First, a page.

Environmental performance


BAM’s ambition is to build sustainable environments that enhance people’s lives. BAM aims to reduce impact on the environment and people in three ways: by collaborating with its supply chain to enable change; by encouraging innovative and digital thinking through work, and by optimising the benefits of low carbon and circular business models. This chapter describes BAM’s performance towards creating a sustainable built environment from an environmental perspective, in the context of climate change, circularity and biodiversity.

BAM received the first Cobouw SDG award 2021 and was named ‘the most sustainable construction company in the Netherlands’. BAM delivered on its 2021 decarbonisation targets, as CO2 intensity was well below target of 16.3 and BAM was again rewarded a spot on the CDP climate change A List. The amount of construction waste also decreased substantially in 2021.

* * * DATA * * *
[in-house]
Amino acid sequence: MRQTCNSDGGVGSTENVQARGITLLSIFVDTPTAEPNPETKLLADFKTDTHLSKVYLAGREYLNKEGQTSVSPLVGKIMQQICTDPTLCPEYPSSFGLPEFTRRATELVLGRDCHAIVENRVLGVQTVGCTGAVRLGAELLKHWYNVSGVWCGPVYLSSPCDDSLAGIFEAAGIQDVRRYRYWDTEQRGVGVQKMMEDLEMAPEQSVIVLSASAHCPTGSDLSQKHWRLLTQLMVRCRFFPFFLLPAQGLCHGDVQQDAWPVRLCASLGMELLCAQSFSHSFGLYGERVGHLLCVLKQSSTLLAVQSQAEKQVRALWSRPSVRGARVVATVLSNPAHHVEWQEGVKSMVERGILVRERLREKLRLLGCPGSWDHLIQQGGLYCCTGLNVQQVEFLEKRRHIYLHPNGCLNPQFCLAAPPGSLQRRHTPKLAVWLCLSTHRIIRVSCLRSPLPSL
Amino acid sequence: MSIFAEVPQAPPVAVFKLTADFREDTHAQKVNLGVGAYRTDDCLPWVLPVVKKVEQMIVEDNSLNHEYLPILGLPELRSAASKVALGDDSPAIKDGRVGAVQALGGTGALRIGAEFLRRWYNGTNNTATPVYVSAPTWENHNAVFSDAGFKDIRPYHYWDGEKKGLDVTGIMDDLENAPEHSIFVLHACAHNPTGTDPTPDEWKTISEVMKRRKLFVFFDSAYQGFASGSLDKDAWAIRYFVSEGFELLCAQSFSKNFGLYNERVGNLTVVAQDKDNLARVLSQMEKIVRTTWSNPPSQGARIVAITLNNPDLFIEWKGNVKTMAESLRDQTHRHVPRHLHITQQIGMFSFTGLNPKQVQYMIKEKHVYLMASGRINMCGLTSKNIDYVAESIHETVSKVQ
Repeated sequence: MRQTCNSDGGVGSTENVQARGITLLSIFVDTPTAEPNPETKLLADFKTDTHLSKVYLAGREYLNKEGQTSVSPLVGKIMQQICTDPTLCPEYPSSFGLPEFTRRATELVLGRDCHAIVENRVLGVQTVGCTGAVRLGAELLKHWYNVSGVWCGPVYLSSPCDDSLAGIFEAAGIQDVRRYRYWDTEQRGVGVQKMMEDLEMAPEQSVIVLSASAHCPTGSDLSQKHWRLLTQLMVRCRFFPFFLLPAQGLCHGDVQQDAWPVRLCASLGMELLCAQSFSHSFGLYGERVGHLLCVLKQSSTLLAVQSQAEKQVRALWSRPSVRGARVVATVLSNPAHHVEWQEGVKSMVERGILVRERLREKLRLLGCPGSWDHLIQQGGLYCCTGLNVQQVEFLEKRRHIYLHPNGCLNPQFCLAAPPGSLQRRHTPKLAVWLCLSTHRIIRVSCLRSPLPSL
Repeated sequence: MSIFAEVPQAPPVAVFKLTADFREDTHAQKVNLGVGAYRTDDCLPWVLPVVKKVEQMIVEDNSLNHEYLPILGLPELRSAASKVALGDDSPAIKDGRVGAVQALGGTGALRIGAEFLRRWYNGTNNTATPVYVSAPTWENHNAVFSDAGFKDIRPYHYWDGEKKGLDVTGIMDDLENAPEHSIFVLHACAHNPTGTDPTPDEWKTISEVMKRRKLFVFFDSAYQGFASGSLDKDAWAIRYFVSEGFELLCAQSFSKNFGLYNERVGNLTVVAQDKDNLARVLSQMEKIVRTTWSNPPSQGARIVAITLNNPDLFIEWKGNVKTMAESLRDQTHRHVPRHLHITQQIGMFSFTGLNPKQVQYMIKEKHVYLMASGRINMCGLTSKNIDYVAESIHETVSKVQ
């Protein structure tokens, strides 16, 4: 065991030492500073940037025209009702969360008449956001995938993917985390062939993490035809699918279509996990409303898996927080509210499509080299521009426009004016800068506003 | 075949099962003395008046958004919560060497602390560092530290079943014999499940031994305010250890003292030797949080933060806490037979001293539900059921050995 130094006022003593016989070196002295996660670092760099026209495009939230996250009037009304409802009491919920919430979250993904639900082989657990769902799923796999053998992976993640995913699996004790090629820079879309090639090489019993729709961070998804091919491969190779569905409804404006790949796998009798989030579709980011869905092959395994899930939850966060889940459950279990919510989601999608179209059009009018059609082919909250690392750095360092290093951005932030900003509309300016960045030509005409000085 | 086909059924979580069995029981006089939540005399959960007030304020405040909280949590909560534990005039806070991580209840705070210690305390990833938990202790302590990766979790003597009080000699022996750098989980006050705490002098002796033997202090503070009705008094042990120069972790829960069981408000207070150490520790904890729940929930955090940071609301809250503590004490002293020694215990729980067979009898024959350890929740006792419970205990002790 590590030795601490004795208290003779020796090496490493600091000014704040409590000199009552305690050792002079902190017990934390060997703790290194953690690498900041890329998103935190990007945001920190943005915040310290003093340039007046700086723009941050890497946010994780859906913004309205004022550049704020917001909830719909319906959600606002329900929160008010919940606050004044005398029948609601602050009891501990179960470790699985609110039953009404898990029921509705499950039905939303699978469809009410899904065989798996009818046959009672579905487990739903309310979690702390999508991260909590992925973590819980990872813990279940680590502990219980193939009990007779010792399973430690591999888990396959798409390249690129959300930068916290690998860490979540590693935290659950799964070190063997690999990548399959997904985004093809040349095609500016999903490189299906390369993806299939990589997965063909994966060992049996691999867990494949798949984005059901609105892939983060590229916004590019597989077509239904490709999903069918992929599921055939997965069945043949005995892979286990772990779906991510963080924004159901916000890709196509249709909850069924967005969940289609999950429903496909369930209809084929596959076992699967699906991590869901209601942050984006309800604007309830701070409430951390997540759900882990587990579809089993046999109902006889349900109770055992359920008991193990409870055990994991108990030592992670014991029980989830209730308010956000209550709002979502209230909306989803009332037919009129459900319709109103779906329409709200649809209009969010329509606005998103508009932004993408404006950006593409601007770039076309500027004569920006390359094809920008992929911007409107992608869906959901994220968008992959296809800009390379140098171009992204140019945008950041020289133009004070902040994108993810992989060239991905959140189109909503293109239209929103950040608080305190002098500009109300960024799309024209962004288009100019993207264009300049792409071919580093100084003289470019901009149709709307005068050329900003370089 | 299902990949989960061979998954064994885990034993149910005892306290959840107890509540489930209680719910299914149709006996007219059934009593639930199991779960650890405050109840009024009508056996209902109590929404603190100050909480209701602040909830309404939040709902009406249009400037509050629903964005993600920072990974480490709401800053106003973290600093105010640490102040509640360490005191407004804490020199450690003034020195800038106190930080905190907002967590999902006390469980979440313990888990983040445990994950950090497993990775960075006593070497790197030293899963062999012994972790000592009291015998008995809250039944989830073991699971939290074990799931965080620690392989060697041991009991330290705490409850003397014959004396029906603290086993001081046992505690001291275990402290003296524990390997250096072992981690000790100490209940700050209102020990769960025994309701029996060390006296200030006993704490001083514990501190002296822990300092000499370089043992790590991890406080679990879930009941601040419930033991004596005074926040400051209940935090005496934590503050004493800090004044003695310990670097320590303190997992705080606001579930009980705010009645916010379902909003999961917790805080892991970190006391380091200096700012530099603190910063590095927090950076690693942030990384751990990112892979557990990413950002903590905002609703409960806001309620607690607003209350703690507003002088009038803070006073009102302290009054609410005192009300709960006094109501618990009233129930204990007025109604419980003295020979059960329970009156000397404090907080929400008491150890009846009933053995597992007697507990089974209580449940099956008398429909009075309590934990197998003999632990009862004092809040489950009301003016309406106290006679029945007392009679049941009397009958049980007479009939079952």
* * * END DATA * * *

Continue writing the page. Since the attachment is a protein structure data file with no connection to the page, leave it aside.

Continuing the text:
The ‘recycle or reuse’ rate slightly increased to 77 per cent. Although BAM did manage to increase the use of sustainable timber over the past few years, BAM is not yet at 100 per cent target of 100 per cent sustainable timber use in its home markets as Ireland has not yet been included in this scope.


Covid-19 continued to affect BAM’s sustainability performance in 2021. Most measures to contain Covid-19 led directly to a reduction of environmental footprint, predominately the travel restrictions and working-from-home policies. These reductions might lead to structural change as the increase in people working from home and the number of digital meetings is expected to continue, at least in part, in a post-pandemic world.


BAM is focusing on reducing its carbon emissions and helping others to reduce emissions more widely. BAM’s carbon footprint is monitored by measuring carbon emissions using the greenhouse gas (GHG) protocol. This defines three scopes for greenhouse gas accounting and reporting purposes: